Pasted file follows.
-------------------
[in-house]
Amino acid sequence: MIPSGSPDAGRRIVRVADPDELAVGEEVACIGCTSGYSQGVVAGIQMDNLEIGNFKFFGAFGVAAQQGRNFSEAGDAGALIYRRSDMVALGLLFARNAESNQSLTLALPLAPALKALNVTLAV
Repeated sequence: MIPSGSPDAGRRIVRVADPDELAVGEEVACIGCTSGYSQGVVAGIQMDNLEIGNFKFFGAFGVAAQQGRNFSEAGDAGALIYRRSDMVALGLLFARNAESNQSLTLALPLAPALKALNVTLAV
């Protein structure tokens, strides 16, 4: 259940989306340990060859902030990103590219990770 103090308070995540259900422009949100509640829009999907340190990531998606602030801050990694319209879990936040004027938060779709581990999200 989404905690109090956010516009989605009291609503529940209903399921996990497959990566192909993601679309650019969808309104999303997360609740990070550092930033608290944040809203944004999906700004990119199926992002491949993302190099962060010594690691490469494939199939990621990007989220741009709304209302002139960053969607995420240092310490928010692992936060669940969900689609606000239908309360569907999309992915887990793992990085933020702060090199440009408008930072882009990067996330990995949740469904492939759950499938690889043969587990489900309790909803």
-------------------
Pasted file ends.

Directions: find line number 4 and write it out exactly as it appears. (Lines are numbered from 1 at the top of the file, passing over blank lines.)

């Protein structure tokens, strides 16, 4: 259940989306340990060859902030990103590219990770 103090308070995540259900422009949100509640829009999907340190990531998606602030801050990694319209879990936040004027938060779709581990999200 989404905690109090956010516009989605009291609503529940209903399921996990497959990566192909993601679309650019969808309104999303997360609740990070550092930033608290944040809203944004999906700004990119199926992002491949993302190099962060010594690691490469494939199939990621990007989220741009709304209302002139960053969607995420240092310490928010692992936060669940969900689609606000239908309360569907999309992915887990793992990085933020702060090199440009408008930072882009990067996330990995949740469904492939759950499938690889043969587990489900309790909803």